Updated: Apr 29
This is my Granny Flonnie – the grandmother with the most sing-song name a kid could ask for.
Her maiden name was Cromwell, but do not mistake her for a Victorian-era shrinking violet. I suppose her given name was Florence, but no one ever, ever called her that. She was Flonnie, a woman who was over 40 years old when she had twin babies – a boy and a girl. The baby girl was my mother.
The year was 1936, which still holds the record for the hottest summer in the U.S., and Flonnie had those two babies on the front porch while someone poured buckets of water on the wood to cool it down. My mother once told me that she and her brother weighed over seven pounds each when they were born and that sent a shiver across my spine. Thirteen months later Flonnie’s husband was killed by a drunk driver and she was left to raise six children alone. My mother and Uncle Bob were surprise babies, born 13 years after my Aunt Margaret, who was the youngest until the twins came along. So my grandmother, now a widowed mother, took a job at the school cafeteria and brought home the leftovers for dinner on many evenings. She raised her children and then when grandchildren began to come along, she helped take care of them too.
She had developed diabetes by the time I was born and the circulation in her legs wasn’t good. She had a hard time getting around. When I was a baby, she came to visit once and spent an evening with me while my parents went out. They had put me to bed upstairs, assuring her that they wouldn’t be gone long and there would be no need for her to climb the stairs. But sometime during that evening I began to cry. She couldn’t make it up the stairs, and when they came home they found her sitting on the bottom step sobbing while I screamed in the room upstairs. She had tried to climb the stairs, but couldn’t make it. Not long after that she was confined to a wheelchair. Then, she went to a nursing home. This was the late 1960s when nursing homes were like…nursing homes, and that place is the setting for most of the memories of my Granny Flonnie. She aged quickly in that place, and most of what I remember is a metal bed in a small cinderblock room with a bell on the nightstand and another twin bed on the other side. No single room option in that nursing home.
I’m not sure my grandmother had one easy moment in her life, but she didn’t seem to believe that she was entitled to easy moments. This is a big deal for me – people who have every right to throw themselves a pity party and don’t do it. My mother was this kind of person. I, however, have quite the comfortable life so I can’t compare myself to these women.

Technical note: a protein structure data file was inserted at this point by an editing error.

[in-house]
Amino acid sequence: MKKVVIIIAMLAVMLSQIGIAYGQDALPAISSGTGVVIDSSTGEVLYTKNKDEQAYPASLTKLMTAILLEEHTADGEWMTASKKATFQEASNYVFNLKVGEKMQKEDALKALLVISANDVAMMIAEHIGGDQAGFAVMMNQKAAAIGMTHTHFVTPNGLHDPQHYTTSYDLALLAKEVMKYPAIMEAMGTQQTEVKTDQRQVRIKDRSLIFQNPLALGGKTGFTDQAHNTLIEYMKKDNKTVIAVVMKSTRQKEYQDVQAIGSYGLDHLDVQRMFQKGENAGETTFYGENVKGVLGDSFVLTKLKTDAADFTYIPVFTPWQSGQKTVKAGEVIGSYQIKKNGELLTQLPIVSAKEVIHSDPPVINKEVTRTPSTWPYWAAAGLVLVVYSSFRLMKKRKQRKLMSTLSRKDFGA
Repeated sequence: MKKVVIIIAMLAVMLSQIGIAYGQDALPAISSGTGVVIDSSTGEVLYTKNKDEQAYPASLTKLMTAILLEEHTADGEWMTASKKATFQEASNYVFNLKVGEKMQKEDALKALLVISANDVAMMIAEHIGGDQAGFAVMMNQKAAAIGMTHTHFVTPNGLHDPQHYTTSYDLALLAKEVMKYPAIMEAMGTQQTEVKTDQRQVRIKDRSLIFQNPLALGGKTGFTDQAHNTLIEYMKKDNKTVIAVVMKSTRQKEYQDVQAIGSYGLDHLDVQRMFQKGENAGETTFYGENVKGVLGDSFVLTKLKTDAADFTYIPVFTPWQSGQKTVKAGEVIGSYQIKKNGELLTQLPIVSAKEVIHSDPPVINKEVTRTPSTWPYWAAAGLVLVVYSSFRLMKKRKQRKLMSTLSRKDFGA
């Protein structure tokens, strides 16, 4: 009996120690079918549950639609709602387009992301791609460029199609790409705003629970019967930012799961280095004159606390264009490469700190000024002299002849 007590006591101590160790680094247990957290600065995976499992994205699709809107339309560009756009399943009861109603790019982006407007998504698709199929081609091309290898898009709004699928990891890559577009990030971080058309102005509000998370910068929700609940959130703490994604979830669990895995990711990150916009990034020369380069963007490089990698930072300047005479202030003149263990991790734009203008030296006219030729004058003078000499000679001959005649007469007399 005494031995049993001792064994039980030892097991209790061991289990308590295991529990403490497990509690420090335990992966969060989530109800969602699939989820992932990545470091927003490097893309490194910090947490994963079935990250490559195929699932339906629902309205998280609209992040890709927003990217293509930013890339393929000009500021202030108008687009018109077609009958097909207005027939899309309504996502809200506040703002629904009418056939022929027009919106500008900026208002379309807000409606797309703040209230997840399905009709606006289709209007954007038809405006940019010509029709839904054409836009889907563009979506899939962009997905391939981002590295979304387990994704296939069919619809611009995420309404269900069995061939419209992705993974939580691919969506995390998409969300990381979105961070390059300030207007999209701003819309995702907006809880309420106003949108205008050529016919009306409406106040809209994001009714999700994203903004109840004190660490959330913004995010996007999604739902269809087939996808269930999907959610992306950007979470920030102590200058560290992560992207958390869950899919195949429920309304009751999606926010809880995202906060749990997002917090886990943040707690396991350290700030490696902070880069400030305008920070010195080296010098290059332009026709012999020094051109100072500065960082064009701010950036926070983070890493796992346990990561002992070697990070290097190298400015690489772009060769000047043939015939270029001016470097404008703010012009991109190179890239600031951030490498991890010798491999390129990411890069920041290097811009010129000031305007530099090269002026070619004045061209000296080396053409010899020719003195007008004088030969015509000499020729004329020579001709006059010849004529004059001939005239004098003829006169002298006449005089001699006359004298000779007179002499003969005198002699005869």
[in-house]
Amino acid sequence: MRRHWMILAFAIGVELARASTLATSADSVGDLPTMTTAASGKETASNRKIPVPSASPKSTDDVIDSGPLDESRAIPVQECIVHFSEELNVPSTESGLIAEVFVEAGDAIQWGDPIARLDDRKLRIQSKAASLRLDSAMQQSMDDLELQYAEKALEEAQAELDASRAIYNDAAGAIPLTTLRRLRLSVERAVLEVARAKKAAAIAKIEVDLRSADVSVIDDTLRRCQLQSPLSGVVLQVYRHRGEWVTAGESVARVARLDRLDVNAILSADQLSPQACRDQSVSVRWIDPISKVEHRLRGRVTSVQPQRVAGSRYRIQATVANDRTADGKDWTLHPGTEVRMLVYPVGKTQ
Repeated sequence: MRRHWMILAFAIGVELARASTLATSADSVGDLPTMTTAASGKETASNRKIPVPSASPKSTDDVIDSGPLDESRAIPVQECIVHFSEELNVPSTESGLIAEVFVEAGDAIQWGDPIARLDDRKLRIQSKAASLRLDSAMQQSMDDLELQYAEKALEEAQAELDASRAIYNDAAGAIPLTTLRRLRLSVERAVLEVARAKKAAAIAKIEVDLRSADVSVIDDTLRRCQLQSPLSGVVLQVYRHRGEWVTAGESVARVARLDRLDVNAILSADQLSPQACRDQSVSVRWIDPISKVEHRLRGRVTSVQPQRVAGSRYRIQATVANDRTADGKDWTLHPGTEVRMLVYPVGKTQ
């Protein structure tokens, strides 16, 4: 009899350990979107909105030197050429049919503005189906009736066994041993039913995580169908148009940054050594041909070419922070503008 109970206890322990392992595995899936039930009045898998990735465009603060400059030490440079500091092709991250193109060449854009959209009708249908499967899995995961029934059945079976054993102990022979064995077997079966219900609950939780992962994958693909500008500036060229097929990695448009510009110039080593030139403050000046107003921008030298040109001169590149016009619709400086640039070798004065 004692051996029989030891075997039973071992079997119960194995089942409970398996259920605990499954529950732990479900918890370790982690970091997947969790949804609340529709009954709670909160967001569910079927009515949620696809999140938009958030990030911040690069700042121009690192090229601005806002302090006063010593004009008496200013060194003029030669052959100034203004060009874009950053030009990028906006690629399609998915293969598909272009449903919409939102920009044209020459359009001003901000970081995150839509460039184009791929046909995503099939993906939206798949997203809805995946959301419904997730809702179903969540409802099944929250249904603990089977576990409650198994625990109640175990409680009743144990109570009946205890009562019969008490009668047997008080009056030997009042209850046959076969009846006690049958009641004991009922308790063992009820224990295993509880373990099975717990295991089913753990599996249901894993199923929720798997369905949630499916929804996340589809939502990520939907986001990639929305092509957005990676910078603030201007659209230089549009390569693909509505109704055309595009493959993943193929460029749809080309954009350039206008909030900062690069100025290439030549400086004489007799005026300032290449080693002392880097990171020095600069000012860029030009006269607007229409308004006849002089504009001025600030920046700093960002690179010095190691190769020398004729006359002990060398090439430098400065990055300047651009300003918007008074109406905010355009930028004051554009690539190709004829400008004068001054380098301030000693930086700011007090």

But I want to.
I want their courage and fortitude and the character to face challenges without pouting or stomping my feet. I don’t want to raise my voice to a whining pitch every time something doesn’t go my way. I want to stop obsessing over how good I look in the eyes of others and start looking into the eyes of others so that I can serve them. Sometimes I tell myself that if these women’s blood ran through my veins, then I could say that I quite naturally inherited all these attributes. They weren’t perfect women at all, but they did possess some character traits I’d like to claim as my own. But these women and I are not genetically linked. And yet, I know that doesn’t matter and so I’ve tried to walk in the footsteps of both of my grandmothers and my mother. And, more importantly, I’ve shared all these stories with my girls so that they will want to walk in those footsteps also. This is another big deal for me. May I say this: I don’t want my girls to be princesses. And I didn’t buy the t-shirt.
I was raised by women who did not quiver over hard times. They weren’t afraid to bring the leftovers home from the school cafeteria or wear homemade clothes. They got their hands dirty (my mother and father cleaned every single used brick for a house they built in the 1970s) and wore out their oven mitts taking meals to people who were sick. These are the women I long to emulate. In my book, these were real women who taught everyone around them how to be both gentle and tough at the same time. You can’t do much better than that.
The ring my grandmother is wearing in her nursing home bed is her wedding ring, given to her by the husband she lost. That ring is now in my jewelry box and I take it out every now and then and try it on (it’s too big for me) and imagine myself to have the amount of fortitude that was in the ring finger of my grandmother. I’d be lucky to have that much. Gentle and tough. I’m working on it.